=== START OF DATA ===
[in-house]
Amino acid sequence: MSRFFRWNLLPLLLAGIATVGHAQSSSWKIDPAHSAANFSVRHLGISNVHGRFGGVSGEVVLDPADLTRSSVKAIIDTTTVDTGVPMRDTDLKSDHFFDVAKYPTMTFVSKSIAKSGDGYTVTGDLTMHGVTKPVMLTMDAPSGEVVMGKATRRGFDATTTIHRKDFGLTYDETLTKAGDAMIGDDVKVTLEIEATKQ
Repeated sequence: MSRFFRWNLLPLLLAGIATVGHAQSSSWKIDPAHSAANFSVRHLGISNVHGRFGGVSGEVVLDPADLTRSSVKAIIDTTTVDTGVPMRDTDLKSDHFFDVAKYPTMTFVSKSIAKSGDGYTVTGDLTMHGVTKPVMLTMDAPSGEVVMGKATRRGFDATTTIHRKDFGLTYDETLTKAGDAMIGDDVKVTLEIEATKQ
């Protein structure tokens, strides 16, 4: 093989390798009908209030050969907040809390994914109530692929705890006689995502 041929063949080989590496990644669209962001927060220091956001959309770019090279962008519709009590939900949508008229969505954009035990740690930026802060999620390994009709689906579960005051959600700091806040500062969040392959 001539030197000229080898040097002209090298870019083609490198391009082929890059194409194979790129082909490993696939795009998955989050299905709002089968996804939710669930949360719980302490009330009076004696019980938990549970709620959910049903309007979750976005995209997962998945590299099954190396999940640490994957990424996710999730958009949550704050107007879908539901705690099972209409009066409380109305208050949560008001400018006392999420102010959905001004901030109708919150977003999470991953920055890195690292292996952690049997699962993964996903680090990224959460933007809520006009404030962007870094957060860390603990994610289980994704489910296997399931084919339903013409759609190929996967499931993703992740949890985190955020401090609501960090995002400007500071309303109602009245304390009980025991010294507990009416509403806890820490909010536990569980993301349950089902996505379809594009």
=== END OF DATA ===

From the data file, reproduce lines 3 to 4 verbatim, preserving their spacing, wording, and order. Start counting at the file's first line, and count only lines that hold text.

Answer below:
Repeated sequence: MSRFFRWNLLPLLLAGIATVGHAQSSSWKIDPAHSAANFSVRHLGISNVHGRFGGVSGEVVLDPADLTRSSVKAIIDTTTVDTGVPMRDTDLKSDHFFDVAKYPTMTFVSKSIAKSGDGYTVTGDLTMHGVTKPVMLTMDAPSGEVVMGKATRRGFDATTTIHRKDFGLTYDETLTKAGDAMIGDDVKVTLEIEATKQ
């Protein structure tokens, strides 16, 4: 093989390798009908209030050969907040809390994914109530692929705890006689995502 041929063949080989590496990644669209962001927060220091956001959309770019090279962008519709009590939900949508008229969505954009035990740690930026802060999620390994009709689906579960005051959600700091806040500062969040392959 001539030197000229080898040097002209090298870019083609490198391009082929890059194409194979790129082909490993696939795009998955989050299905709002089968996804939710669930949360719980302490009330009076004696019980938990549970709620959910049903309007979750976005995209997962998945590299099954190396999940640490994957990424996710999730958009949550704050107007879908539901705690099972209409009066409380109305208050949560008001400018006392999420102010959905001004901030109708919150977003999470991953920055890195690292292996952690049997699962993964996903680090990224959460933007809520006009404030962007870094957060860390603990994610289980994704489910296997399931084919339903013409759609190929996967499931993703992740949890985190955020401090609501960090995002400007500071309303109602009245304390009980025991010294507990009416509403806890820490909010536990569980993301349950089902996505379809594009």